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From Rails to Trails

In days past Pennsylvania’s storied railroads crisscrossed the state, connecting the many communities that sprang up along the rail lines and serving as vital conduits for the goods produced by the state’s burgeoning steel, coal, and iron industries that fueled the growth of our rapidly growing nation. As the years passed and transportation needs shifted, all but the most heavily used routes were abandoned. The result: hundreds upon hundreds of miles of beautiful flat pathways through some of the most scenic areas in the state just waiting for today’s Happy Travelers to discover and enjoy. Hike, bike, ski, and explore these well-maintained rail trails while savoring the beauty and history of the Keystone State. We have scouted out the best made for Instagram must-have selfie views you can reach via the power of the pedal.

Heritage Rail Trail County Park

Heritage Rail Trail County Park

York County

Length: 21+ miles

Activity Types: hiking, biking, horseback riding, cross-country skiing, and snow shoeing

Surface: 10-foot wide compacted stone surface

 

Extending 21 miles through urban and rural landscapes, the Heritage Rail Trail County Park runs south from the City of York to the Mason-Dixon Line. Winding through farmlands, along the bank of Codorus Creek and throughout York City, the rail trail welcomes all ages to run, bike or walk the scenic path. The four historic structures along the way, including the Colonial Courthouse in York City, provide opportunities to learn the area’s rich history.

Great Allegheny Passage

Somerset, Westmoreland, Washington, Fayette and Allegheny counties

Length: 150+ miles

Activity Types: biking, hiking, cross-country skiing, snow shoeing, and certain sections for horseback riding

Surface: packed crushed limestone surface

 
family biking Great Allegheny Passage
Great Allegheny Passage

Considered to be one of the nation’s most popular rail trails, the Great Allegheny Passage begins in Pittsburgh, Pa., and crosses the border into Maryland, eventually ending in the nation’s capital. The 335-mile journey from Pittsburgh to the end of the trail makes it the longest unpaved bike path on the East Coast. Crushed limestone offers a smooth surface for bikers, hikers, runners and cross-country skiers to experience all the natural beauty between Pittsburgh and Washington, D.C.

Pine Creek Rail Trail

Lycoming and Tioga counties

Length: 62 miles

Activity Types: hiking, biking, horseback riding, and cross-country skiing

Surface: hard-packed gravel surface

 
Horse riding tours on Pine Creek Rail Trail
Pine Creek Rail Trail

Hop on a bike or lace up those hiking boots and take a trip on the trail hailed as one of the “10 best places to take a bike tour” by USA Today. This historic 62-mile trail, once used to transport freight by train from Wellsboro to Williamsport, is perfect for a relaxing walk or bike ride. Equestrians can also join the fun with a section of the path designed specifically for horses.

Perkiomen Trail

Montgomery County

Length: 20 miles

Activity Types: biking, walking, jogging, horseback riding, and cross-country skiing

Surface: crushed stone and a few paved sections

 
beautiful flowers Perkiomen Trail
Perkiomen Trail

The combination of crushed stone and a few paved surfaces makes the “Perky,” as some call it, a one-of-a-kind trail located amongst the history and beauty of the Philadelphia countryside. The 20-mile Perkiomen Trail connects numerous public parks and historical sites in the region and is open year-round for a variety of outdoor activities. Visitors can start their journey at the Valley Forge National Historical Park and then bike or hike along the picturesque Perkiomen Creek.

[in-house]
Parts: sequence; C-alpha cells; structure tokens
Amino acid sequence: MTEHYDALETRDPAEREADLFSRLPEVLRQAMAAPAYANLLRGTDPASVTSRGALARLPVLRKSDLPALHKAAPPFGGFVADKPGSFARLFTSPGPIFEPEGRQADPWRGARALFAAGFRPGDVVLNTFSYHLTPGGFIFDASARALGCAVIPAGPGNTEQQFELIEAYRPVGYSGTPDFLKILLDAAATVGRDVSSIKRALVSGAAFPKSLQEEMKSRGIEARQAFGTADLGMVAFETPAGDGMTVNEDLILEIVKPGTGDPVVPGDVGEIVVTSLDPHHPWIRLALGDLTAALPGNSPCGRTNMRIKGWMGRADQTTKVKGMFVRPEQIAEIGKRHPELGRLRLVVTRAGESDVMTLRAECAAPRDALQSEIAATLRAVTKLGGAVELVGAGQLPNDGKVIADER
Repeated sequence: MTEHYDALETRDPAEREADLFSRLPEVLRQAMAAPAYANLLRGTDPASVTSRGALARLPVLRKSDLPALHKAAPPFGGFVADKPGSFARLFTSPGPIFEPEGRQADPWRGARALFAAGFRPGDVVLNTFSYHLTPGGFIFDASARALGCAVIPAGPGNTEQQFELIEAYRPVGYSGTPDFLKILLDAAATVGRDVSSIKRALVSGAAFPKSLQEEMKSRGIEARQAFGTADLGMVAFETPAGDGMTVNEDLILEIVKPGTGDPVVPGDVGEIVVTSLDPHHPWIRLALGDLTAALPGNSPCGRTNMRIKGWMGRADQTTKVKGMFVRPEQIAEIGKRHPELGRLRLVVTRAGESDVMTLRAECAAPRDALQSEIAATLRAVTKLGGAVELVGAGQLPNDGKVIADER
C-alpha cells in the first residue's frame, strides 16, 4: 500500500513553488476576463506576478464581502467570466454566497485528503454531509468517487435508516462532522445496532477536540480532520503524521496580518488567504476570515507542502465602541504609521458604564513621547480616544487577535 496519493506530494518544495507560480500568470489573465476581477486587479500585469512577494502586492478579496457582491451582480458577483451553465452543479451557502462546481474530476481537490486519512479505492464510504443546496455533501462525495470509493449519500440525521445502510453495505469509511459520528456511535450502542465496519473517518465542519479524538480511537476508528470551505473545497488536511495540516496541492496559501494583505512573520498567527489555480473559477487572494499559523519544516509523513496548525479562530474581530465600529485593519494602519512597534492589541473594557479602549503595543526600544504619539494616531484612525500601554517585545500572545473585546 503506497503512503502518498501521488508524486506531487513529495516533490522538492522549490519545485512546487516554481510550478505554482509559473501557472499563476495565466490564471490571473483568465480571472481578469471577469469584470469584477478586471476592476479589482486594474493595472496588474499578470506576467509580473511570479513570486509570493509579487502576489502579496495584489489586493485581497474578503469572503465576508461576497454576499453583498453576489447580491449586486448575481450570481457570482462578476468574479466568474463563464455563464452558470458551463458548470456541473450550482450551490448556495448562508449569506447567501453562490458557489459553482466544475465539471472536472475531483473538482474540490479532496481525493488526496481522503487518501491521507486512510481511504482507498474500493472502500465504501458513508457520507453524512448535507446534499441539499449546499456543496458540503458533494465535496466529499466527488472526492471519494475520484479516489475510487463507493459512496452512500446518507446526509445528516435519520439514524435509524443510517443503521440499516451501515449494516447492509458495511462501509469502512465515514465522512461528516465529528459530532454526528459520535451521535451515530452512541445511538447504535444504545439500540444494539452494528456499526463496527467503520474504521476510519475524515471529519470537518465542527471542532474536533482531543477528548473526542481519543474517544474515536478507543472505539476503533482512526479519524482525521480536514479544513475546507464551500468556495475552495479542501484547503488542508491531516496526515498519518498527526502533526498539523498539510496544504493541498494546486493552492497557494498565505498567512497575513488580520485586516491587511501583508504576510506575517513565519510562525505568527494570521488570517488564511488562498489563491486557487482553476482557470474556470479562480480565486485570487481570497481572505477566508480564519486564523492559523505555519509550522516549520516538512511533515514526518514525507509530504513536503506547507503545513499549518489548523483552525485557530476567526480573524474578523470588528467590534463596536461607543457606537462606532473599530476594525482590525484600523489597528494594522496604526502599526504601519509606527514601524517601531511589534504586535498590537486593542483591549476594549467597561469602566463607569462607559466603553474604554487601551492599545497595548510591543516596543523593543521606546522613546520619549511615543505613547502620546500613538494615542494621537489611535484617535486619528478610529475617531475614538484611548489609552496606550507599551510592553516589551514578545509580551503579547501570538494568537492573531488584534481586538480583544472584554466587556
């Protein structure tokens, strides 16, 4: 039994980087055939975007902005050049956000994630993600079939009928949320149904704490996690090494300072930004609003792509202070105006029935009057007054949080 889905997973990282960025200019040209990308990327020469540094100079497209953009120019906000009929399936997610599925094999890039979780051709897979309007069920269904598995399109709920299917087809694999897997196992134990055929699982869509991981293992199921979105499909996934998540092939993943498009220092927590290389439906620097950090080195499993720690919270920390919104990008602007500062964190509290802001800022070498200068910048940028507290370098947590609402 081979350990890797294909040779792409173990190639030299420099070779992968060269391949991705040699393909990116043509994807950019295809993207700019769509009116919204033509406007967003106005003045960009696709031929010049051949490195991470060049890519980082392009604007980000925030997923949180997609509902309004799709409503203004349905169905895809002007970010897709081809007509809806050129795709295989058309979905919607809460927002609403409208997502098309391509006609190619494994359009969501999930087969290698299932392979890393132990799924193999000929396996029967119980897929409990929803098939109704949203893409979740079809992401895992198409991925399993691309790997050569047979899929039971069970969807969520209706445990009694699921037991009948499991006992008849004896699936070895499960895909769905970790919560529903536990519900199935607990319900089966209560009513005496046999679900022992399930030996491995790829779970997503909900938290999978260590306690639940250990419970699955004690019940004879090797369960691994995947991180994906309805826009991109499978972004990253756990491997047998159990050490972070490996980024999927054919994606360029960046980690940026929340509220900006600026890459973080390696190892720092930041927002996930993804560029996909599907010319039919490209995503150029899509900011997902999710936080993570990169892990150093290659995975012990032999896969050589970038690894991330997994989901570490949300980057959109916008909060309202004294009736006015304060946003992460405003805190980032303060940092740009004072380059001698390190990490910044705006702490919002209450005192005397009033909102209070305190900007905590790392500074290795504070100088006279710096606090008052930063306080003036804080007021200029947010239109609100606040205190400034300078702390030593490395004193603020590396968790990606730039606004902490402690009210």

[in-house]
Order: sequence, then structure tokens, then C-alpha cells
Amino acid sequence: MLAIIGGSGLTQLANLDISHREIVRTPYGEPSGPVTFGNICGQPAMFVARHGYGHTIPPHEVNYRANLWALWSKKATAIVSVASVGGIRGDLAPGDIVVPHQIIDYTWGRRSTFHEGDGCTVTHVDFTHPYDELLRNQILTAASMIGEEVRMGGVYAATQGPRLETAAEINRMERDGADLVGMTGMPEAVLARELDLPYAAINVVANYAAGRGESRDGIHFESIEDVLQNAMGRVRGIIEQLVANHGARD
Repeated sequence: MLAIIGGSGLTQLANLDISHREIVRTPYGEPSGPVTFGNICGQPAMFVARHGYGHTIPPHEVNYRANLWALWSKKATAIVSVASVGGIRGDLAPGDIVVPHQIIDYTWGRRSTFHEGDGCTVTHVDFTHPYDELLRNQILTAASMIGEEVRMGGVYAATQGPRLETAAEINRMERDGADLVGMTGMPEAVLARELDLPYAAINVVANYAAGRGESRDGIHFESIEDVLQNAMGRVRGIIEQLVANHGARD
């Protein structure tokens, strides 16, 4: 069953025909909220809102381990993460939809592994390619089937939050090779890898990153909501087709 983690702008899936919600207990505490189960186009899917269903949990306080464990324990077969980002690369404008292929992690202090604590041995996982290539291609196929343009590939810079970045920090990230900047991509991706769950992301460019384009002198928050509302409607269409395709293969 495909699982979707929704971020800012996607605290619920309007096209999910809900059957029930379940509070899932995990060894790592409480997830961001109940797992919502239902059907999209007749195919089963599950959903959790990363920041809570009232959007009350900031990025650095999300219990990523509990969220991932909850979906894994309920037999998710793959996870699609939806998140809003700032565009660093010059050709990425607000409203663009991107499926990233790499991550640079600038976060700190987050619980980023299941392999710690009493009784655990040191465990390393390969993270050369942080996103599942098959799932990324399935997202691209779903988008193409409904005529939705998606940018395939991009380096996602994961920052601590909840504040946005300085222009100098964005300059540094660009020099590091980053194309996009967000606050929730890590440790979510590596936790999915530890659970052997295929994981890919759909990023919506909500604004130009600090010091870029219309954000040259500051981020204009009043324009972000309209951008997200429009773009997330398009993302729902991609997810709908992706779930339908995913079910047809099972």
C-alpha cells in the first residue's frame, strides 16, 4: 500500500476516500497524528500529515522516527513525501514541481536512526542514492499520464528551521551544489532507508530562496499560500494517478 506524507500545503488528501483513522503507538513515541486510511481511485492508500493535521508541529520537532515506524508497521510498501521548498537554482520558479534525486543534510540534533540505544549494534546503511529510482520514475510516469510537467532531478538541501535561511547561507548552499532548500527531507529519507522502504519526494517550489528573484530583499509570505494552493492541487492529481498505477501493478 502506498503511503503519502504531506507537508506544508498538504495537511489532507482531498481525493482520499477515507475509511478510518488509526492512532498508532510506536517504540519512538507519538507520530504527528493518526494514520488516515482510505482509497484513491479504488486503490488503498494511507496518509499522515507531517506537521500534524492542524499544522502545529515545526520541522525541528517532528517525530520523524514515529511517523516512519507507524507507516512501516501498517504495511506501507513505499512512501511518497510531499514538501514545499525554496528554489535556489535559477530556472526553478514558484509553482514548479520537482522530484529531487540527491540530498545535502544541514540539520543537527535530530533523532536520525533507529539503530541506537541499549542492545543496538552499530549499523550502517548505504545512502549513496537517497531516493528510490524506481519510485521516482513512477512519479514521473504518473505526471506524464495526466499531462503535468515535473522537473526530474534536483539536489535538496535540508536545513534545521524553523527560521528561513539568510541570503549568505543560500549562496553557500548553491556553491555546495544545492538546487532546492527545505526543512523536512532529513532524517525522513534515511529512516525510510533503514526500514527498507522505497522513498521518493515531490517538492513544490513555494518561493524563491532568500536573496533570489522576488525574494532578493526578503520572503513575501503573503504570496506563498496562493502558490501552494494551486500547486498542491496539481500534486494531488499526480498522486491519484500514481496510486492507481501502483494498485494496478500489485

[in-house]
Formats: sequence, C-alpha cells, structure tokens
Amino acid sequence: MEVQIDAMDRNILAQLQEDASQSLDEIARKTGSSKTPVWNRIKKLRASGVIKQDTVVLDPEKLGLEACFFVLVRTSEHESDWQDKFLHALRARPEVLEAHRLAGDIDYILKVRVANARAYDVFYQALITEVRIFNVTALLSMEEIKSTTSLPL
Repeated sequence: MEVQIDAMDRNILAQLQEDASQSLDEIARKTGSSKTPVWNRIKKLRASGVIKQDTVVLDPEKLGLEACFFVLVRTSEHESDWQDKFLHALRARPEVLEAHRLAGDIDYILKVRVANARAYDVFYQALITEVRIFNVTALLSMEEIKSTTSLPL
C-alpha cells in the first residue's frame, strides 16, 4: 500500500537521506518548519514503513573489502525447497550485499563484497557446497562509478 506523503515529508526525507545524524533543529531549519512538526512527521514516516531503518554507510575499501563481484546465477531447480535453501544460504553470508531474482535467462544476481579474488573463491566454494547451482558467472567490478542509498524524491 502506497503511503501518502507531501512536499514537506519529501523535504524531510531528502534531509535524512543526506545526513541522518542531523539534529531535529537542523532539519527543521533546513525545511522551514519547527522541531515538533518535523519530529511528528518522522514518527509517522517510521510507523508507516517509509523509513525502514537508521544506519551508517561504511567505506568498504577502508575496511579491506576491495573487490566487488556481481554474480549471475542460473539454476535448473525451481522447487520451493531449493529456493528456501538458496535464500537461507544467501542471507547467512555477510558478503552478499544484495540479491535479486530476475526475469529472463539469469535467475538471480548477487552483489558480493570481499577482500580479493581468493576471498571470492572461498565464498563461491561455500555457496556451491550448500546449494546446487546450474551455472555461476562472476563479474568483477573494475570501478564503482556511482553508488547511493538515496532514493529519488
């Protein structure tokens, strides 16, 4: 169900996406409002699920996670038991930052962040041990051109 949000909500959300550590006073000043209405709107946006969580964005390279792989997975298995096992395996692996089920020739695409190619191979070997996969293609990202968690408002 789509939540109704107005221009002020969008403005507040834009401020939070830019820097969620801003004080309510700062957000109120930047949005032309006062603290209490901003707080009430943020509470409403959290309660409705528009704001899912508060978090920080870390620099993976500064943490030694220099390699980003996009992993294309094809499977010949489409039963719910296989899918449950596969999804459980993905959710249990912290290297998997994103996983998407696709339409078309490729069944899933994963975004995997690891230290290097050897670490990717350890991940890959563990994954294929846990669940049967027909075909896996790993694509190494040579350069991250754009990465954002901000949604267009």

Ghost Town Trail

Cambria and Indiana counties

Length: 36 miles

Activity Types: biking, hiking, walking, cross-country skiing

Surface: crushed stone

 
Ghost Town Trail
Ghost Town Trail

Named for the abandoned mining towns that once existed alongside the railroad corridor, the 36-mile Ghost Town Trail is an ideal spot for a hike or relaxing bike ride. The trail, designated as a National Recreation Trail by the U.S. Department of the Interior and named Trail of the Month by the Rails to Trails Conservancy in 2011, is packed with numerous historical sites to check out along the way. Markers educate visitors about the area’s intriguing past, and trail goers can also view the Eliza Furnace, one of Pennsylvania’s best-preserved iron furnaces.

D&H Rail Trail

Lackawanna, Susquehanna and Wayne counties

Length: 38 miles

Activity Types: biking, horseback riding, hiking, and walking

Surface: stone dust surface

 
D and H Trail path
D & H Trail

The varied trail surfaces and beautiful surroundings are what make the unique D&H Rail Trail a treat for any outdoor enthusiast. This 38-mile pathway stands in place of the historic Delaware and Hudson railroad, a small but vital rail line during the 1800s. The multi-use trail runs for several miles along the Lackawanna River and alternates between tree-lined sections and open stretches.

Stony Valley Railroad Grade Trail

Dauphin, Lebanon and Schuylkill counties

Length: 22 miles

Activity Types: biking, horseback riding, walking, hiking, and cross-country skiing

Surface: dirt, gravel

 
Stony Valley RailRoad Grade Trail
Stony Valley Railroad Grade Trail

Located just outside Pennsylvania’s state capital of Harrisburg, the Stony Valley Railroad Grade Trail is a 22-mile nature lover’s paradise. Creating the perfect serene setting to escape the hustle of the city, this trail is open year-round to bikers, hikers and horseback riders, as well as cross-country skiers and snowmobilers in the winter. The trail, located on 44,000 acres of beautiful state game land, is also a very popular spot for hunters.

Allegheny River & Samuel Justus Trail

Clarion and Venango counties

Length: 32 miles

Activity Types: hiking, biking, and horseback riding

Surface: flat, smooth, asphalt surface

 
man looking at beautiful view of lake holding his bike at Samuel Justus Trail
Samuel Justus Trail

With the excitement of railroad tunnels, riverfront scenery and stunning bridges, the 32-mile Allegheny River Trail is situated in the heart of the Oil Heritage Region and has something for everyone to enjoy. Whether riding a horse on the dirt access trail, inline skating, hiking or road biking, visitors will enjoy a smooth, level and paved journey along the gorgeous river.

Tri-Valley Trail

Chester County

Length: 2.3 miles

Activity Types: hiking, biking, and walking

Surface: dirt, gravel

 
Tri valley trail path
Tri-Valley Trail

This historic rail trail follows the path of the Pomeroy and Newark Railroad, which thrived in the late 1800s. The rail line held the nickname “Pumpsie Doodle,” and the trail mimics this non-threatening nickname with easy bike trails for anyone to follow. The area features several trails that interconnect, so bikers may choose from a variety of paths to follow. Visitors can be on the lookout for exciting historic information about the old railroad as they ride.